Stock prices turned upward today, pulling out of a weeklong slump despite some unwelcome earnings news from American Telephone & Telegraph.
The Dow Jones average of 30 industrials climbed 19.80 to 2,862.13.
Advancing issues outnumbered declines by about 7 to 5 on the New York Stock Exchange, with 856 up, 587 down and 521 unchanged.
Big Board volume totaled 146.62 million shares, against 141.42 million in the previous session.
The NYSE’s composite index rose 1.40 to 193.87.
AT&T; stock came under pressure after the company said it expects its earnings for the second quarter to fall short of the 65 cents a share it earned in the April-June period last year.
AT&T; cited weaker-than-expected sales of some of its products, which it attributed to sluggish economic activity and market conditions.
The drop in AT&T; was widely felt, given its status as the nation’s most widely held stock, with more than 2.6 million share owners.
Analysts said, however, that buyers moved cautiously into some other stocks after it became evident that the AT&T; setback wasn’t starting a general rush to sell.
Bond prices moved in a narrow range in early trading today as investors took time to digest President Bush’s comments that he will consider increased tax revenues to reduce the budget deficit.
The Treasury’s key 30-year bond was unchanged after rising 17/32 point, or nearly $5.25 per $1,000 face amount, on Tuesday. Its yield held at 8.51%.
Shorter term securities were unchanged to up 1/16 point.
Analysts said the market was taking time to mull over Bush’s concession Tuesday that he must consider tax hikes to help control the growing deficit. Bonds rallied on the news, reflecting optimism that budget negotiations will progress, that the deficit may be reduced and that interest rates consequently will fall.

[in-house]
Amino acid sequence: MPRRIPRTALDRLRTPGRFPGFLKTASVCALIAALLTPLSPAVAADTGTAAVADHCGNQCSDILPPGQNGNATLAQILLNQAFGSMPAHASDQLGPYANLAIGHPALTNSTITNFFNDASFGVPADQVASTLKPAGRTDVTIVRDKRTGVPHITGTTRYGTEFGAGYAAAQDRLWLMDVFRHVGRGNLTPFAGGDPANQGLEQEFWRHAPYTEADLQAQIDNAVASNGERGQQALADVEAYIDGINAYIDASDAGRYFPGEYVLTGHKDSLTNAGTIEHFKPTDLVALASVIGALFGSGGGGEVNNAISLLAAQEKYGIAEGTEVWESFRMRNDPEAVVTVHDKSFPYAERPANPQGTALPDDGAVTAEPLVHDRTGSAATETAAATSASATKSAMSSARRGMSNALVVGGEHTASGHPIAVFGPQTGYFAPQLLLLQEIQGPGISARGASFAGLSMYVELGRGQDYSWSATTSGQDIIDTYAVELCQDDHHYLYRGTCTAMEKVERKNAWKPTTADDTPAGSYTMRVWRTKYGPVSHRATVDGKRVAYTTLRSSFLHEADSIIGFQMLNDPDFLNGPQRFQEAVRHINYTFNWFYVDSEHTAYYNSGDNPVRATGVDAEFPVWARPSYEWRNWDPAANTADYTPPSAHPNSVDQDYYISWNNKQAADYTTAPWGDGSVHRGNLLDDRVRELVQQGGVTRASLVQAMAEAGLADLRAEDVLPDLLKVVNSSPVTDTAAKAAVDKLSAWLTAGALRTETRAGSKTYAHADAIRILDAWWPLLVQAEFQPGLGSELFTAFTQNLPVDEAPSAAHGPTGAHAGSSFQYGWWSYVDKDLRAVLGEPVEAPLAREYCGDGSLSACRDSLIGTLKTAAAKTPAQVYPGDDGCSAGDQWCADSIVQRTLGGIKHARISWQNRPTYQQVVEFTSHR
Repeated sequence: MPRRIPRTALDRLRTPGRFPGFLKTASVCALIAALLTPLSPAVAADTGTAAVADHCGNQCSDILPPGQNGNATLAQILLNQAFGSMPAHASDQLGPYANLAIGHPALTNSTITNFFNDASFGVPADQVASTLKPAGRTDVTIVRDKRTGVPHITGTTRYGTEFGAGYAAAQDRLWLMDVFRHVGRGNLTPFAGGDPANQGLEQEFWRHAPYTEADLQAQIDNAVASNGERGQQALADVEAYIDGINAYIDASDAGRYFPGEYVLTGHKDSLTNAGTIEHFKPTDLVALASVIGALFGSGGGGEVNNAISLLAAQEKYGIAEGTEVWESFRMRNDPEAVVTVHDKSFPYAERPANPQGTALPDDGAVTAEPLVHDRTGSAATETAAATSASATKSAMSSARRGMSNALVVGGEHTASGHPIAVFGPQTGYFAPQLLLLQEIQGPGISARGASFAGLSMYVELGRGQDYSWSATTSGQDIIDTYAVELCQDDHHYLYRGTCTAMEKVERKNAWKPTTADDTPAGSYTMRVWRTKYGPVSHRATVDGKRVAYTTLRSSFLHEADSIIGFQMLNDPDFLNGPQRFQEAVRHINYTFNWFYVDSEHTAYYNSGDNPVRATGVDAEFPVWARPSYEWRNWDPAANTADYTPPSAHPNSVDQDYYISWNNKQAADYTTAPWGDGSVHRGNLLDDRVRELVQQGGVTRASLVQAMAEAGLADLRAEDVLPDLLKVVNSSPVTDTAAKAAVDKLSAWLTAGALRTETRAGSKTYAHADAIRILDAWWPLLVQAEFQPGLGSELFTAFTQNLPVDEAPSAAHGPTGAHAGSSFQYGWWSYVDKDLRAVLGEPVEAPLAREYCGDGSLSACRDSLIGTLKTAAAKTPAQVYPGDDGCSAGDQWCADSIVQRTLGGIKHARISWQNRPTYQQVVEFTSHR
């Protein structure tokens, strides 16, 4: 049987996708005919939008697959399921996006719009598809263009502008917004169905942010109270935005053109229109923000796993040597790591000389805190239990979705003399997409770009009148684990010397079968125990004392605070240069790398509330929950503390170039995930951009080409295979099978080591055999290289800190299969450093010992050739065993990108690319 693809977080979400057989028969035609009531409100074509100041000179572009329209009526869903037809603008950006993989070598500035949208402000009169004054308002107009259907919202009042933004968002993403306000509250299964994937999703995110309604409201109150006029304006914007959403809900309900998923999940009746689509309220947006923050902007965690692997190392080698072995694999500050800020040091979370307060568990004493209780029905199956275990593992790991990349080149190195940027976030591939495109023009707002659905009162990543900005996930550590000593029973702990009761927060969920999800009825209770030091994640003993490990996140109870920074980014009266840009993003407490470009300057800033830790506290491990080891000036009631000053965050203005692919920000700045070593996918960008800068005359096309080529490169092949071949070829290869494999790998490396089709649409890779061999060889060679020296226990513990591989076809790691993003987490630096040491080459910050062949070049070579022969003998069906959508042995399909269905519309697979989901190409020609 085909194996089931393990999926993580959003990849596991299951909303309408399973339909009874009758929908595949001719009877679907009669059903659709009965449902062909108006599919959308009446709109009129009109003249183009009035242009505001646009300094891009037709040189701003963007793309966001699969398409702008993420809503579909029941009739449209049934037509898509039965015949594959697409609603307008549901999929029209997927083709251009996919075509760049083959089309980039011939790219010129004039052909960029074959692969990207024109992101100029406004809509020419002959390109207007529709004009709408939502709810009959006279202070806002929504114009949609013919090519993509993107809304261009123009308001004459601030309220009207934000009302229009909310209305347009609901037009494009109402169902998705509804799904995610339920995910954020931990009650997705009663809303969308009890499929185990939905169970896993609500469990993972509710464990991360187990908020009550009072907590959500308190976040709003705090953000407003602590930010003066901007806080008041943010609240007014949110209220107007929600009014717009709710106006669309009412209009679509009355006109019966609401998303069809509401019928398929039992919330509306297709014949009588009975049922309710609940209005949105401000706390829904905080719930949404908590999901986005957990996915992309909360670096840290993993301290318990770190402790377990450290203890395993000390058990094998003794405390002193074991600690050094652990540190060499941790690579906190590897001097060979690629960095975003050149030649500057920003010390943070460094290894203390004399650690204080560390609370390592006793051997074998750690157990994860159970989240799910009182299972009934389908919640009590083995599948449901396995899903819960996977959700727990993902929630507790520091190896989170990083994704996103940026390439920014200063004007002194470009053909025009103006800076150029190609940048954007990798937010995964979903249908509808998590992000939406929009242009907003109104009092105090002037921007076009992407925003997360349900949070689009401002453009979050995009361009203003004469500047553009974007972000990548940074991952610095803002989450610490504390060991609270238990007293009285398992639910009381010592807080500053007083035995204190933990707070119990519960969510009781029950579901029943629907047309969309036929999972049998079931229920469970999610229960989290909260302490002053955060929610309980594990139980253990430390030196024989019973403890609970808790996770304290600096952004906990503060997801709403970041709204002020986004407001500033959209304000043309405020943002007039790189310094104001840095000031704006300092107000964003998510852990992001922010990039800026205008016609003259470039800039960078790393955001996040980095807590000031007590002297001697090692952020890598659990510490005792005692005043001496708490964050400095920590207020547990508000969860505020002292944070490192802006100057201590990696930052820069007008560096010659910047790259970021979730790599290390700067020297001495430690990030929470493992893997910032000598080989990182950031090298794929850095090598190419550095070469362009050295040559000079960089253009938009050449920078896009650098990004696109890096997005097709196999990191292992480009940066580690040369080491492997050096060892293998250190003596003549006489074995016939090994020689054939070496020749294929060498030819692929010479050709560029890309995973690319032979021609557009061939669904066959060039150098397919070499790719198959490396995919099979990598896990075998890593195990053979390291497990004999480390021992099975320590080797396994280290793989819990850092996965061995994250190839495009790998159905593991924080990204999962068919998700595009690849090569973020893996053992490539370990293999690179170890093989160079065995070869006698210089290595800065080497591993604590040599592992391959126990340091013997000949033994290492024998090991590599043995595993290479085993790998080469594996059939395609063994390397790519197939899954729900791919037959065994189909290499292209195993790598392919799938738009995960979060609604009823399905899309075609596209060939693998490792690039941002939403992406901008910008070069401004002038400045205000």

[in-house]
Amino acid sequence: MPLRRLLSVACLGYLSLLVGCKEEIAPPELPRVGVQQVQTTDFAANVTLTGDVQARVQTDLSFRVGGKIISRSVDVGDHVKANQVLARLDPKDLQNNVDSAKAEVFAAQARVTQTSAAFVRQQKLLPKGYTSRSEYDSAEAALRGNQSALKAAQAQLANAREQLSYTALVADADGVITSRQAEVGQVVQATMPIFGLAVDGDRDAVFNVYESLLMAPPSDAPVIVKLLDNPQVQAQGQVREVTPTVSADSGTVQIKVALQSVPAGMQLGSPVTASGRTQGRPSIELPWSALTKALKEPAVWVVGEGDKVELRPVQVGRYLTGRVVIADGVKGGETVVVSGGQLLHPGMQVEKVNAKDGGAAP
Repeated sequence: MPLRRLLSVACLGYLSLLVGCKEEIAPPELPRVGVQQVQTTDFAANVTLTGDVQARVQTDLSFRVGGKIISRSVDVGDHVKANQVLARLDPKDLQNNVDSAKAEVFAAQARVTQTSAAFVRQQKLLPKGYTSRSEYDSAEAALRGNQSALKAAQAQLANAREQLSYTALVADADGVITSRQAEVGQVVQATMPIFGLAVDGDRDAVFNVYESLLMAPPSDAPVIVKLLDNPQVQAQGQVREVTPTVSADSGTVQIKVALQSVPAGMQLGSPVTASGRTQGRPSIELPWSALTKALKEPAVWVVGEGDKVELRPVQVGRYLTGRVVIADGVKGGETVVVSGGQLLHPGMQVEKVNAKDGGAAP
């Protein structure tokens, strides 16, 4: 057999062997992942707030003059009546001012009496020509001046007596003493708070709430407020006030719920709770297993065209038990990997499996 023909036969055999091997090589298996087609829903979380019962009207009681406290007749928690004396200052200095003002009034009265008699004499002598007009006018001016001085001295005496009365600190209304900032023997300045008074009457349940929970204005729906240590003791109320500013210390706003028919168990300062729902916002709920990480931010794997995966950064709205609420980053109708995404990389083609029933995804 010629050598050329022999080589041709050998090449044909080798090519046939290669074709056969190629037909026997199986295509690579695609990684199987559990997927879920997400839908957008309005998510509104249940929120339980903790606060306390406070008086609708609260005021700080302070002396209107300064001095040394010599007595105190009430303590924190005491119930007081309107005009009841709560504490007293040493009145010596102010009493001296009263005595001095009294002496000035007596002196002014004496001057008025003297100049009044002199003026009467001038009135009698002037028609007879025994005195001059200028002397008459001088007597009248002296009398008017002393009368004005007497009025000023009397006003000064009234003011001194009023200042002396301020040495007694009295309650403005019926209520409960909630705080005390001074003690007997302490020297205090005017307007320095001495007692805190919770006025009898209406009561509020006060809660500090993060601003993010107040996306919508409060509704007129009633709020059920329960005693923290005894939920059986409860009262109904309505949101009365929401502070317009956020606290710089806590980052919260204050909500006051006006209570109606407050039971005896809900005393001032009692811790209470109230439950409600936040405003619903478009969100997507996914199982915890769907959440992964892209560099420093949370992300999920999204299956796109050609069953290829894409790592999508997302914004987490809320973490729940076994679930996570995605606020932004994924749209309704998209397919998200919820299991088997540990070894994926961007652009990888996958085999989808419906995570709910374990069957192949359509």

“I think the higher prices that you had seen earlier this morning were possibly just follow-through from yesterday,” said Elizabeth Reiners, a vice president at Dean Witter Reynolds Inc.
“We’ve digested Mr. Bush’s remarks regarding the budget deficit, how he proposes to negotiate in order to shrink that gap. (Although they are) not any real substantive remarks, he’s at least broken the logjam on the negotiating process,” she said.
Raymond Stone, managing director of Stone & McCarthy Associates of Princeton, N.J., said Bush’s comments were reinforced in a political-economic newsletter by the Washington-based group Smick-Medley International indicating that the Bush Administration is willing to put new tax measures on the negotiating table.
Analysts said the market seemed to ignore a government report indicating that the economy will avoid a recession this year. The Index of Leading Economic Indicators rose 0.8% in May, on the high end of analysts’ expectations. “It’s a hair bigger than expected, but not a shocking number,” Stone said. “I think the focus is more toward early July.” Government reports to be released then include June unemployment figures due July 6.